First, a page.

When making any purchase decision, from a car to a cell phone, a little research goes a long way toward making a good choice. Ordering wine in a restaurant is no exception.
First, you should know that restaurants generally charge about two to two- and-a-half times the retail value for wine. Lower-priced wines are usually marked up on the higher end of this scale, meaning that a bottle that sells for $10 in a wine store usually costs about $24 in a restaurant, while a $50 bottle may only cost about $100. It almost never pays to pick the cheapest wine on the menu. If your budget allows, it’s almost always a better idea to pick something in the mid-range (or upper, if you’re so inclined).
It also pays to do a little math when it comes to deciding whether to purchase a whole bottle versus individual glasses of wine. Wines by the glass are generally marked up by an even higher percentage than whole bottles, so purchasing four glasses of wine usually costs more than buying the bottle (which contains 4-5 glasses). A $7 glass of Shiraz, for example, will sell by the bottle for about $25. If you and your co-diners plan to drink the same wine, this is usually the way to go both from an economical standpoint and because you get a freshly opened bottle, something you can’t always count on when buying by the glass.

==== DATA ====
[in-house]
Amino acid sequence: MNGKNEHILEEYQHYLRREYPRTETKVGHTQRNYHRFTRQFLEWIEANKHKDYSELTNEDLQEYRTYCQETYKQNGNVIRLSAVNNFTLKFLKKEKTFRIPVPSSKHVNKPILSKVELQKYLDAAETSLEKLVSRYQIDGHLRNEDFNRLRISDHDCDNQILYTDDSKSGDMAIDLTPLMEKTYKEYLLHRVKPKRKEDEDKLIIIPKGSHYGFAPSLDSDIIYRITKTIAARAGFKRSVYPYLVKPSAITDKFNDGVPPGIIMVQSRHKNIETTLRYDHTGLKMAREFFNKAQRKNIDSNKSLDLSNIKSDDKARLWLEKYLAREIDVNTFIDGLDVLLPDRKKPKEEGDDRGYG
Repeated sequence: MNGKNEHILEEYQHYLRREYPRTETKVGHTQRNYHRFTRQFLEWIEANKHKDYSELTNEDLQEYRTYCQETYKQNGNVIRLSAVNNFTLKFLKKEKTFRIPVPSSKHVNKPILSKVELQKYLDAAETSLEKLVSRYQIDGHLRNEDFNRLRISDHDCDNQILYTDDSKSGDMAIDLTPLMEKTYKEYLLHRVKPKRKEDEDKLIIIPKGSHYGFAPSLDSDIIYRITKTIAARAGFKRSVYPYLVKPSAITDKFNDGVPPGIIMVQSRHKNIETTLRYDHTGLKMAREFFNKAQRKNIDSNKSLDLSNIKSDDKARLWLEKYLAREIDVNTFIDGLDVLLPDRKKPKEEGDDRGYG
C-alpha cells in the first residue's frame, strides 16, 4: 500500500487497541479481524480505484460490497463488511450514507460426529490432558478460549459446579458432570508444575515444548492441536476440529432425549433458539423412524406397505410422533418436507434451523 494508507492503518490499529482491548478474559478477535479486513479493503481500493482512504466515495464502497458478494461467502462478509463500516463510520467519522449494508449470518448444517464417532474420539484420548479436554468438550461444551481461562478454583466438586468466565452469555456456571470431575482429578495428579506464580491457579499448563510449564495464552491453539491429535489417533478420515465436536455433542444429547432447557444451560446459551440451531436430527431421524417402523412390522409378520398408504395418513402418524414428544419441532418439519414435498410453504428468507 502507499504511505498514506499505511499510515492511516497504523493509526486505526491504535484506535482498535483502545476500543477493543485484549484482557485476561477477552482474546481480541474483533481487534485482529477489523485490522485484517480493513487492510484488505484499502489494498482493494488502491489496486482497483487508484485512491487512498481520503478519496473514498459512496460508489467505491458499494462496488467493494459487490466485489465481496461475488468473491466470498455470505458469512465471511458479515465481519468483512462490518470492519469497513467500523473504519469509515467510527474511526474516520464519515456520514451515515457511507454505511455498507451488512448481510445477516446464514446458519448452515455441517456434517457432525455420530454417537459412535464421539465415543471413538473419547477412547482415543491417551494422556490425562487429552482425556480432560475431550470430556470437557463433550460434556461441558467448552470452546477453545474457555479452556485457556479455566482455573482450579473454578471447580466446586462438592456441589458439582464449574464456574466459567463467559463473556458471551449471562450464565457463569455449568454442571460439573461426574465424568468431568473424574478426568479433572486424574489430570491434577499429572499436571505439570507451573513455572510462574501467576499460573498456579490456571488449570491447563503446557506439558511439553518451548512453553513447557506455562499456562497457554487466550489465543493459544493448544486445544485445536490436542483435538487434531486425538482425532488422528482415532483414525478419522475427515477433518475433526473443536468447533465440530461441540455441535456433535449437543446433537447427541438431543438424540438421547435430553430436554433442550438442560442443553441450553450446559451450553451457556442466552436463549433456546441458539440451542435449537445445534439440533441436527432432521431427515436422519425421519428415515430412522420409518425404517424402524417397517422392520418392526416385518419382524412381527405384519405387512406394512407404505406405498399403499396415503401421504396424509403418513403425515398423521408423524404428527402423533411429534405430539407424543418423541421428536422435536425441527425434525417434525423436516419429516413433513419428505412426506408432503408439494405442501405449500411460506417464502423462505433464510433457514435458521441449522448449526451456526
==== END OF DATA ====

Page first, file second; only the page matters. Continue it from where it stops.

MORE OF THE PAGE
Even if you are familiar with the wines on a restaurant’s list, it’s a good idea to ask your server or sommelier for suggestions. They can often steer you toward a delicious new discovery or a food-wine pairing you may not have considered otherwise. Many restaurants are willing to pour you a small taste of the wines you are considering if they have open bottles. And here’s a good tip: ask if the restaurant has a “captain’s list,” limited quantity, close-out priced bottles that are no longer on the main menu.
Do not be intimidated by sommeliers. These people are passionate about wine and love to discuss its merits with anyone who asks. You will go a long way toward making an educated decision that you will be very pleased with by taking some time to ask their suggestions. A good sommelier will always ask about your wine preferences, what you plan to eat and your price range.
So whether the wine list consists of a few selections or is pages long, these guidelines should help you make a wise choice. Cheers!
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